Hall gets reprieve


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April 28, 2016 12:00 AM

Fear of bats laid to rest

After a town meeting in Hillmond, it was decided the North Bend Albion Hall will get to live to see a brighter future.
The hall, which was built by a community cooperative in 1927, needs to be restored to meet public health requirements and the RM of Britannia also asked at the Thursday meeting that it be set back 200 ft. on a new foundation to accommodate a proposed road widening.
This led to some contention from community members, as questions about costs came up and the fact that bats had taken up residence in the building’s rafters had people worried they might choose to move in on their own property.
“It finally voted to go ahead and restore it and we set up a new committee with a new board,” said Hugh McKenzie, new president for the North Bend Albion Hall Committee.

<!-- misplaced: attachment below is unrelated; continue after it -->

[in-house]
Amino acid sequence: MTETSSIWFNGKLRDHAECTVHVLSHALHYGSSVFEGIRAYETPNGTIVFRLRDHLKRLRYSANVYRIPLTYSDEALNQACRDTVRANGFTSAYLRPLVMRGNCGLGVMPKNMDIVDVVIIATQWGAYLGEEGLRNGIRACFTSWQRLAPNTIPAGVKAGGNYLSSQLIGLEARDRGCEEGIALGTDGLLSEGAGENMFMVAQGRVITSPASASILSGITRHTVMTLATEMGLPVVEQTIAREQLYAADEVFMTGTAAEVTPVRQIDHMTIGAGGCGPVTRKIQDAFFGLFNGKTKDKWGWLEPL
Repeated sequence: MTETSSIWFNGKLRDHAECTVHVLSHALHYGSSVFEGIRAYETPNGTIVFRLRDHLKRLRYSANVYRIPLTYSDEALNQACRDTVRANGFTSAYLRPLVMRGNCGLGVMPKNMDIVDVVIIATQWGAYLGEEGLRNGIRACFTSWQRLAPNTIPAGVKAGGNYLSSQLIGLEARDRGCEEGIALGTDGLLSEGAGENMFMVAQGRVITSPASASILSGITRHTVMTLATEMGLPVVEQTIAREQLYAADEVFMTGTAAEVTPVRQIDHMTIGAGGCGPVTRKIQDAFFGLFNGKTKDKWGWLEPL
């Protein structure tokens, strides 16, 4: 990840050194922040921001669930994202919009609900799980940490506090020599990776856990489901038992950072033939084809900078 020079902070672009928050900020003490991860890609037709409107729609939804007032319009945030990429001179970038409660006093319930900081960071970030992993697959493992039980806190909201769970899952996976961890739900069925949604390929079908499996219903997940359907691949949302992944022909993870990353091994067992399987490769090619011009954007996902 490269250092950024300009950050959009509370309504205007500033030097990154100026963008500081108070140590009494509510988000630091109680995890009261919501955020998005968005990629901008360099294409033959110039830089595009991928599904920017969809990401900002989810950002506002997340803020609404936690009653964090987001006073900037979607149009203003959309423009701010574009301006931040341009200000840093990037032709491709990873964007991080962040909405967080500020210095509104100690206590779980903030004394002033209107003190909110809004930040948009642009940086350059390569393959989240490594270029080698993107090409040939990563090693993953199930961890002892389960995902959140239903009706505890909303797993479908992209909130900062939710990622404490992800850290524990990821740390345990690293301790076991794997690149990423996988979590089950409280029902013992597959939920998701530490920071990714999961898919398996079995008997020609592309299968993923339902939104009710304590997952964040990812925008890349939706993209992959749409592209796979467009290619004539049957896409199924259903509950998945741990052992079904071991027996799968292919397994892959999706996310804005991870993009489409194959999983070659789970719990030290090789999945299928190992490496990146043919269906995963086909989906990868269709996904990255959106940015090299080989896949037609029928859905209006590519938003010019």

“So we had a nice meeting; everything went well and it was well run.”
The hall sits roughly 16 km north of Hillmond on five acres of its own land and is considered a heritage site, with many longtime residents of the area holding onto special memories of building.
McKenzie said he remembers going there for Christmas concerts when he was in first grade, had his wedding dance there as well as his 25th wedding anniversary party.
There were 25 people who showed up for Thursday’s meeting and they nominated nine members to the committee that’ll look into fundraising and applying for grants to get the building put back into shape.
“We’ll go to work and we’ll get it restored and everybody, I think, will be really happy with it,” McKenzie said.
The new committee meets this week to discuss fundraising options and will look at doing some cleaning in the weeks to come.
McKenzie said the first step is to take off the old boards on the inside of the hall before moving it and they have to meet with an inspector to get a clear idea of what else needs to be done.
The committee will also meet with members of the RM of Britannia to see about getting a provincial heritage grant from the government of Saskatchewan to help with the work.
As for the bats, it seems those who were worried about the little night-flying critters had their trepidation put aside, figuring the winged rats would probably just fly away and make homes for themselves somewhere that’s non-problematic.

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